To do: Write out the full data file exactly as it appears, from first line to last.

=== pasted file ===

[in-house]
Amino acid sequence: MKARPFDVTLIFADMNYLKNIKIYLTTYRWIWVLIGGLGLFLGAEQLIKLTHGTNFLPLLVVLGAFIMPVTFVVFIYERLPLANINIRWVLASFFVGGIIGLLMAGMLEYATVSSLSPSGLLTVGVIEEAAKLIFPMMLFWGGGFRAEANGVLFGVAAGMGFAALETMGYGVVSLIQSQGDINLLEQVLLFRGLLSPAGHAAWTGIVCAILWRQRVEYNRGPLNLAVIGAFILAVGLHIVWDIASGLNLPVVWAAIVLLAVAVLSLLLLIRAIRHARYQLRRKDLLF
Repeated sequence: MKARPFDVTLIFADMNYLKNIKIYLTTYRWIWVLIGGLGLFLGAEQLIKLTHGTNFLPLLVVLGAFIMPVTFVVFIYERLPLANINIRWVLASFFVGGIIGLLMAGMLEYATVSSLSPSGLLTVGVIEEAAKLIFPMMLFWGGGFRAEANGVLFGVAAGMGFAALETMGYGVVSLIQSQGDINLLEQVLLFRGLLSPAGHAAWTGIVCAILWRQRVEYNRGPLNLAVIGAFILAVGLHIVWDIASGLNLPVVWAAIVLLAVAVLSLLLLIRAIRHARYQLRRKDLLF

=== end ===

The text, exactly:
[in-house]
Amino acid sequence: MKARPFDVTLIFADMNYLKNIKIYLTTYRWIWVLIGGLGLFLGAEQLIKLTHGTNFLPLLVVLGAFIMPVTFVVFIYERLPLANINIRWVLASFFVGGIIGLLMAGMLEYATVSSLSPSGLLTVGVIEEAAKLIFPMMLFWGGGFRAEANGVLFGVAAGMGFAALETMGYGVVSLIQSQGDINLLEQVLLFRGLLSPAGHAAWTGIVCAILWRQRVEYNRGPLNLAVIGAFILAVGLHIVWDIASGLNLPVVWAAIVLLAVAVLSLLLLIRAIRHARYQLRRKDLLF
Repeated sequence: MKARPFDVTLIFADMNYLKNIKIYLTTYRWIWVLIGGLGLFLGAEQLIKLTHGTNFLPLLVVLGAFIMPVTFVVFIYERLPLANINIRWVLASFFVGGIIGLLMAGMLEYATVSSLSPSGLLTVGVIEEAAKLIFPMMLFWGGGFRAEANGVLFGVAAGMGFAALETMGYGVVSLIQSQGDINLLEQVLLFRGLLSPAGHAAWTGIVCAILWRQRVEYNRGPLNLAVIGAFILAVGLHIVWDIASGLNLPVVWAAIVLLAVAVLSLLLLIRAIRHARYQLRRKDLLF